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Accessible arias: Se vuol ballare

By Emma Beatty (Former Features Editor)

15 February 2011 at 2.06pm | 1 Comment

Accessible arias: Footage of  famous arias, with subtitles in the original language and translation.

Se vuol ballare

Act I of Mozart's The Marriage of Figaro, Figaro determines to outwit the scurrilous Count.

CONTEXT: Frustrated marriage is a standard storyline in comic opera. Two people try to come together in a relationship but find it difficult – because of interruption or, perhaps, because they're not yet ready for each other. And that's the situation at the start of The Marriage of Figaro where two servants, Figaro and Susanna, are preparing for what looks like a problematic wedding. The initial problem is that their master, Count Almaviva, has designs of his own on Susanna. Figaro has just found out. And the short Act I cavatina Se vuol ballare is his angry response.

Sung alone onstage, but as though addressing Almaviva, its message is: play games with me and I'll outsmart you. You, dear little Count (note the diminutive Contino), may feel like dancing, but I'll call the tune. With cunning, stealth and mockery, I'll confound your plots.

A seriously threatening if sardonic outburst, this is Figaro's opening aria and it establishes the battle of wits between servant and master that drives the whole opera - making it not just an elegantly crafted comedy but a social document of 18th-century class conflict.

LISTEN: Erwin Schrott sings Se vuol ballare in David McVicar's acclaimed Royal Opera House production of The Marriage of Figaro. Excerpt from a BBC recording.

LYRICS: In the original Italian, as sung on stage, and in their English translation.

Se vuol ballare, Signor Contino,
Se vuol ballare, Signor Contino,Il chitarrino le suonerò.
Il chitarrino le suonerò.
Si, le suonerò, si, le suonerò.

Se vuol venire nella mia scuola,
La capriola insegnerò.

Se vuol venire nella mia scuola,
La capriola insegnerò.
Si, insegnerò. Si, insegnerò. Si, insegnerò

Saprò, saprò, saprò, saprò, saprò...
Ma, piano, piano, piano, piano, piano:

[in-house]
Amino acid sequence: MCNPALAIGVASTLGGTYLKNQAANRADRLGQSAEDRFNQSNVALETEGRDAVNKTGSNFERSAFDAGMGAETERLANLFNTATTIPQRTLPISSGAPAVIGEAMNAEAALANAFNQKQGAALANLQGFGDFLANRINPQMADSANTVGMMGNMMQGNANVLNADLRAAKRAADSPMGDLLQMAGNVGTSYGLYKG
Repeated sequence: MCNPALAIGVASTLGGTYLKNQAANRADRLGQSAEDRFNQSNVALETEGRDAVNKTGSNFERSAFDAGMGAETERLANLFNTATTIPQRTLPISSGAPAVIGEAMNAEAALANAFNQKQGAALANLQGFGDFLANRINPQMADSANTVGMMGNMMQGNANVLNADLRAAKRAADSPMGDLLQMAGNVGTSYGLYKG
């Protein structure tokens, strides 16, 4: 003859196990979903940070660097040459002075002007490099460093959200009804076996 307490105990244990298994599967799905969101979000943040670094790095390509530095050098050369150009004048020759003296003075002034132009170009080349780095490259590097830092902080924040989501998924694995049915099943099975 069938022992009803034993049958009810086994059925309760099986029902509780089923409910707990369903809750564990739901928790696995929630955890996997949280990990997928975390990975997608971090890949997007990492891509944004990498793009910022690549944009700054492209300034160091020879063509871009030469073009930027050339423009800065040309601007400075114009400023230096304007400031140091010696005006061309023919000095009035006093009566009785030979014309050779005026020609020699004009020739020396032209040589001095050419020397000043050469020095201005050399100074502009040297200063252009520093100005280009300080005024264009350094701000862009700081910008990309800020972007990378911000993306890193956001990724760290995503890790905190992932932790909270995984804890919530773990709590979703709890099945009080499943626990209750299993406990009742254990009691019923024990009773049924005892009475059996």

meglio ogni arcano,
Dissimulando, scoprir potrò.

L’arte schermendo, l’arte adoprando,
Di qua pugnendo, di là scherzando,
Tutte le macchine rovescerò, rovescerò.

L’arte schermendo, l’arte adoprando,
Di qua pugnendo, di là scherzando,
Tutte le macchine rovescerò.
Tutte le macchine rovescerò.
Tutte le macchine rovescerò.
Rovescerò, rovescerò.

Se vuol ballare, Signor Contino,
Se vuol ballare, Signor Contino,

Il chitarrino le suonerò.
Il chitarrino le suonerò.
Si, le suonerò.
Si, le suonerò.

If you want to dance, my little count,
If you want to dance, my little count,I'll play the guitar.
I'll play the guitar.
Yes, I'll play it, yes, I'll play it.

If you want to go to my school,
I'll teach you how to somersault.

If you want to go to my school,
I'll teach you how to somersault.
Yes, I can teach you. (repeat)

I'll find out, I'll find out... (repeat)
But, gently, gently does it:
bettet to find things out,
By acting dumb, I'll find it all out.

I'll use all the arts of combat,
Striking you just so, just my little joke,
All your schemes I'll discover.

I'll use all the arts of combat,
Striking you just so, just my little joke,
All your schemes I'll discover.
All your schemes I'll discover.
All your schemes I'll discover.
I will find out, will find out.

If you want to dance,  my little count,
If you want to dance,  my little count,

I'll play the guitar.
I'll play the guitar.
Yes, I'll play it.
Yes, I'll play it.

Composer: Mozart. Libretto: Da Ponte. Discover more about The Marriage of Figaro/ Le nozze di Figaro:  synopsis, characters, context text, full details of current production.

Credits: Intro text: Michael White, score by Ricordi, as sung on stage, translations: Emma Beatty/Michele Bona

By Emma Beatty (Former Features Editor)

15 February 2011 at 2.06pm

This article has been categorised Opera and tagged Accessible Arias, David Mcvicar, erwin schrott, figaro, Le nozze di Figaro, lyrics, mozart, Production, The Royal Opera

This article has 1 comment

  1. I would have translated "rovescerò" as "I shall defeat" - it seems clear from the context that Figaro is not only going to "discover" but also frustrate any of the Count's schemes

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